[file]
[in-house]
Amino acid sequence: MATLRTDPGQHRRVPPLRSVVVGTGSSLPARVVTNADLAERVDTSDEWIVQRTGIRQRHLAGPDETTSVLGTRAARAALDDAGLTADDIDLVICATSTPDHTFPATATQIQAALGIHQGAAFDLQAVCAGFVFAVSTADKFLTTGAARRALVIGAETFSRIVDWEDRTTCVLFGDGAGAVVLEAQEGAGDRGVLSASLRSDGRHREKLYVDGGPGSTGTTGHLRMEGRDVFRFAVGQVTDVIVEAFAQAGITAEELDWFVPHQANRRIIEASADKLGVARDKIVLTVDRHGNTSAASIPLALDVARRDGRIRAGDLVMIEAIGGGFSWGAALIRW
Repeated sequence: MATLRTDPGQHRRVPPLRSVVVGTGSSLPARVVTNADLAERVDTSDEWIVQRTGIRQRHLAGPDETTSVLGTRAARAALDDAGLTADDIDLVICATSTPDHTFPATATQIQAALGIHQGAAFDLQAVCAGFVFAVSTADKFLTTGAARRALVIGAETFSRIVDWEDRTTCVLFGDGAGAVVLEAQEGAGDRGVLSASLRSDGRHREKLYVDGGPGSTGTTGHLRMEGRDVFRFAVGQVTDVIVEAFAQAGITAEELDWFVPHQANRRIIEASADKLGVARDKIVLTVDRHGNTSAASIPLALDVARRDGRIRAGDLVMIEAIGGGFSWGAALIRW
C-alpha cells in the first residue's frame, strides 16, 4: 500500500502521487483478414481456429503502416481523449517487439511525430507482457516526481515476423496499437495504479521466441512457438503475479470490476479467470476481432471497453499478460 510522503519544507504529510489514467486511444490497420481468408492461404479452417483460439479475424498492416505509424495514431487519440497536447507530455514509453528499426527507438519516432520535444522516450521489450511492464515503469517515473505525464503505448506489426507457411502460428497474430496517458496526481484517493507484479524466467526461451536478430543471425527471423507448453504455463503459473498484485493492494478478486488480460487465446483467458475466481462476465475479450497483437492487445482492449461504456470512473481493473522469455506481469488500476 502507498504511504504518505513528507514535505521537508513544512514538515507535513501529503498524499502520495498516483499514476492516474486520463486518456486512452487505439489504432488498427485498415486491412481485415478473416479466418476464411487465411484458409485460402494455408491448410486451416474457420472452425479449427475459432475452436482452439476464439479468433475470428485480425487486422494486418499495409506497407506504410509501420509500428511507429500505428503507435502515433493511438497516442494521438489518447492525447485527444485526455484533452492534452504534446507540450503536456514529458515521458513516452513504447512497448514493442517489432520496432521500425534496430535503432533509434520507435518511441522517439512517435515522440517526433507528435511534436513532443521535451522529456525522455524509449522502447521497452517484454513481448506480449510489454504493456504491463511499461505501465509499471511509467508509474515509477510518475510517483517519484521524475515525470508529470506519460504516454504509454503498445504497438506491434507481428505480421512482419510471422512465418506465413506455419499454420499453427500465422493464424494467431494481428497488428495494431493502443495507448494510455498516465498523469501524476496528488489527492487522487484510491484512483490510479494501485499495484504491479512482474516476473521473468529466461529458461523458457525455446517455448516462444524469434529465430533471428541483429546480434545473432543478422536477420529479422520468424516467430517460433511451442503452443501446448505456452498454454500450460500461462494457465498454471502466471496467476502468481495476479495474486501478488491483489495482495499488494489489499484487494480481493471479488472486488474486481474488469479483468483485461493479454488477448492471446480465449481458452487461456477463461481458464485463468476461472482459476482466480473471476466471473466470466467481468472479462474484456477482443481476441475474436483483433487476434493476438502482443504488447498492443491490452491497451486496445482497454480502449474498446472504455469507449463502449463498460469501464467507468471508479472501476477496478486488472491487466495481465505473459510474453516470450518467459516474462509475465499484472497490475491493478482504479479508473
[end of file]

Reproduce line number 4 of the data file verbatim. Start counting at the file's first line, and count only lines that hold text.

C-alpha cells in the first residue's frame, strides 16, 4: 500500500502521487483478414481456429503502416481523449517487439511525430507482457516526481515476423496499437495504479521466441512457438503475479470490476479467470476481432471497453499478460 510522503519544507504529510489514467486511444490497420481468408492461404479452417483460439479475424498492416505509424495514431487519440497536447507530455514509453528499426527507438519516432520535444522516450521489450511492464515503469517515473505525464503505448506489426507457411502460428497474430496517458496526481484517493507484479524466467526461451536478430543471425527471423507448453504455463503459473498484485493492494478478486488480460487465446483467458475466481462476465475479450497483437492487445482492449461504456470512473481493473522469455506481469488500476 502507498504511504504518505513528507514535505521537508513544512514538515507535513501529503498524499502520495498516483499514476492516474486520463486518456486512452487505439489504432488498427485498415486491412481485415478473416479466418476464411487465411484458409485460402494455408491448410486451416474457420472452425479449427475459432475452436482452439476464439479468433475470428485480425487486422494486418499495409506497407506504410509501420509500428511507429500505428503507435502515433493511438497516442494521438489518447492525447485527444485526455484533452492534452504534446507540450503536456514529458515521458513516452513504447512497448514493442517489432520496432521500425534496430535503432533509434520507435518511441522517439512517435515522440517526433507528435511534436513532443521535451522529456525522455524509449522502447521497452517484454513481448506480449510489454504493456504491463511499461505501465509499471511509467508509474515509477510518475510517483517519484521524475515525470508529470506519460504516454504509454503498445504497438506491434507481428505480421512482419510471422512465418506465413506455419499454420499453427500465422493464424494467431494481428497488428495494431493502443495507448494510455498516465498523469501524476496528488489527492487522487484510491484512483490510479494501485499495484504491479512482474516476473521473468529466461529458461523458457525455446517455448516462444524469434529465430533471428541483429546480434545473432543478422536477420529479422520468424516467430517460433511451442503452443501446448505456452498454454500450460500461462494457465498454471502466471496467476502468481495476479495474486501478488491483489495482495499488494489489499484487494480481493471479488472486488474486481474488469479483468483485461493479454488477448492471446480465449481458452487461456477463461481458464485463468476461472482459476482466480473471476466471473466470466467481468472479462474484456477482443481476441475474436483483433487476434493476438502482443504488447498492443491490452491497451486496445482497454480502449474498446472504455469507449463502449463498460469501464467507468471508479472501476477496478486488472491487466495481465505473459510474453516470450518467459516474462509475465499484472497490475491493478482504479479508473